After the failure of two dams in the chain of six that make up the Guadalupe Valley Lakes, the Guadalupe-Blanco River Authority decided to draw down the remaining lakes beginning Sept. 16.

Two lawsuits filed Sept. 5 in Guadalupe County District Court seek to halt the plan for a 12-foot drawdown that would take place through the end of September. A decision is pending on the restraining order and injunction to keep the lake levels from being lowered.

The GBRA decision to reduce the lakes' levels follows the May 14 collapse of a spillgate at Lake Dunlap, a 410-acre lake that begins in New Braunfels and winds its way into Guadalupe County.

The collapse drained the lake, affecting more than 500 landowners. It was the second spillgate to fail in recent years; in 2016, a similar failure caused the level of Lake Wood to drop dramatically.

As most of the dams were built in the late 1920s and early 1930s, the GBRA has posited the safest solution is to drain Lake Gonzales, Meadow Lake, Lake Placid and Lake McQueeney by 12 feet.

Each lake would take approximately three days to lower, according to the GBRA.

The GBRA said $25 million has gone into dam repairs and maintenance during the 55 years the dams have been under its watch, but each dam would need approximately between $15 million-$25 million to be repaired or brought to safe standards.

GBRA said it coordinated with the Texas Parks and Wildlife Department for the dewatering plan, which was “designed to minimize impacts to the environment.”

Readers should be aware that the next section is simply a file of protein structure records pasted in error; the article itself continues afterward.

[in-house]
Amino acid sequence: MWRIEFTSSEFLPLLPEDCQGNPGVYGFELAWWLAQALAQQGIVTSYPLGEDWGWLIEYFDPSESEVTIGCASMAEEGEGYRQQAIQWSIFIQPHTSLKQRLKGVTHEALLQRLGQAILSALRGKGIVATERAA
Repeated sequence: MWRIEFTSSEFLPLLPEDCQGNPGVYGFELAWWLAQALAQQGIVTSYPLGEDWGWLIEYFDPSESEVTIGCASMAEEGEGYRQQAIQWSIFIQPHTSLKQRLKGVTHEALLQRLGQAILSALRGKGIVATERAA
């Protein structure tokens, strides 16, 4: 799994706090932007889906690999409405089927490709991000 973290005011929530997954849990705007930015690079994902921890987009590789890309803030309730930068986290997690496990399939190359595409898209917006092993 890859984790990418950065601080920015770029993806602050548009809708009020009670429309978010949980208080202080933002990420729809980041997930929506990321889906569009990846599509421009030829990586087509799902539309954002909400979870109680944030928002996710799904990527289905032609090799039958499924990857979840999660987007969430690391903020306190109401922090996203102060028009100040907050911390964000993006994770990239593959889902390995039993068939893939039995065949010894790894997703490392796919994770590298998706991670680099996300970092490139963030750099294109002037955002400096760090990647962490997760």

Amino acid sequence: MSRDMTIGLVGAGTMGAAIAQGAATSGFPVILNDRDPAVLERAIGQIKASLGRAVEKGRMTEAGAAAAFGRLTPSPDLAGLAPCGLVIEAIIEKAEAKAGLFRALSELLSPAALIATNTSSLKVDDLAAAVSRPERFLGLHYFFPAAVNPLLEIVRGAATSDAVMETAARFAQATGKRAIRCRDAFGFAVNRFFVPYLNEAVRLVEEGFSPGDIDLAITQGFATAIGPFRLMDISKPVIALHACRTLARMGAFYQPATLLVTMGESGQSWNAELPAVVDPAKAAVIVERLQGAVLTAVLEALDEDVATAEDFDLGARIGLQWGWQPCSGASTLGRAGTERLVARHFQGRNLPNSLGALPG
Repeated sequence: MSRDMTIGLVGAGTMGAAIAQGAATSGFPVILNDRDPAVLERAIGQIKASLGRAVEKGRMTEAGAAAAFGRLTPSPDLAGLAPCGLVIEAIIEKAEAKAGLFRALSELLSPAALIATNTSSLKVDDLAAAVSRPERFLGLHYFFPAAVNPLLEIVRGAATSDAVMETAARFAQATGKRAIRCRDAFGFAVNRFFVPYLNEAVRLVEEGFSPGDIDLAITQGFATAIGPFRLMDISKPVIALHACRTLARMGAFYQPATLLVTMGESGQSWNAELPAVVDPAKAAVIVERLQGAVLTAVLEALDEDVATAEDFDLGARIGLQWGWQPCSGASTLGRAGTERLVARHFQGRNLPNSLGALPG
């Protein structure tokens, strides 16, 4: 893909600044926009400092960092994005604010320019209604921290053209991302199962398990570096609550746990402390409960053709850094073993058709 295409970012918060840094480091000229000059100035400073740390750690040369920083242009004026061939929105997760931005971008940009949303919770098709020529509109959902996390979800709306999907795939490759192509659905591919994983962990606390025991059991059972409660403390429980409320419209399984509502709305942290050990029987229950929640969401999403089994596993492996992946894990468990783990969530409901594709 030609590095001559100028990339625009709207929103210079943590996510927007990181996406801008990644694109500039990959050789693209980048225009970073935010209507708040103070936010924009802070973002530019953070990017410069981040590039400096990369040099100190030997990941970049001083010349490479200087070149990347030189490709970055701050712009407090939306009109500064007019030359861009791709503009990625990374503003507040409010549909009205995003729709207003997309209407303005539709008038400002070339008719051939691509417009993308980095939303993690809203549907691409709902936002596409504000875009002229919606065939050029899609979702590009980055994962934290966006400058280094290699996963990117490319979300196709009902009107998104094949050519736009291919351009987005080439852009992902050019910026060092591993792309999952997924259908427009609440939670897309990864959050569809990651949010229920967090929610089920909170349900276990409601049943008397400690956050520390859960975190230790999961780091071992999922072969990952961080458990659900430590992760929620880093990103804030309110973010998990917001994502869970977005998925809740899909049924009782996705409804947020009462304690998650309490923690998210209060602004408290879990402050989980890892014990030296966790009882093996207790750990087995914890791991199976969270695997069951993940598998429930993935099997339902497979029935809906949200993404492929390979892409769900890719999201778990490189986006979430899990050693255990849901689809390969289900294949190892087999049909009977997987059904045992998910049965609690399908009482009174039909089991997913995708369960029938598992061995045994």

“Safety is our top priority,” GBRA General Manager and CEO Kevin Patteson said in a release announcing the drawdown. “We understand this is an unpopular decision, but [it is] one that we feel is unavoidable given the dangers associated with these dams.”

While engineering plans have been commissioned for the dams at Lake Wood and Lake Dunlap, residents and local municipalities will be left to find more permanent solutions, according to the landowners at Lake Dunlap.

Lake Dunlap landowners have researched the prospect of creating their own water district, which would allow the district to tax the landowners at a rate of $6-$8 per foot of waterfront property for 30 years in order to pay for the repairs to the spillgate.

The lawsuits
The two lawsuits against the drawdown plan, brought in each case by several waterfront landowners, seek temporary and permanent injunctions and ask for more than $1 million each in monetary relief.

One lawsuit alleges Guadalupe County Judge Kyle Kutscher told several property owners “that the reduction in real property values along the Guadalupe River will be at least 50% if and when the remaining levees fail.”

The lawsuit said the drop in values will affect the ad valorem taxes collected by school districts by millions of dollars. It claims GBRA acted in secrecy and violation of the Texas Open Meetings Act when deciding to dewater the lakes.

The lawsuit says GBRA’s claim of doing so for safety reasons is without merit because after the Lake Dunlap collapse, waters rose 1-1.5 feet and did not create further issues.

The GBRA stands by its claim that the dams are unsafe, citing its work with engineers on the problem. Officials said people often ignore signs and buoys warning of possible dangers.

“GBRA is committed to working closely with the lake associations and communit[ies] to mitigate the impact of this difficult, but necessary decision,” Patteson said in a statement.

The next step will be a court decision. More information will be available at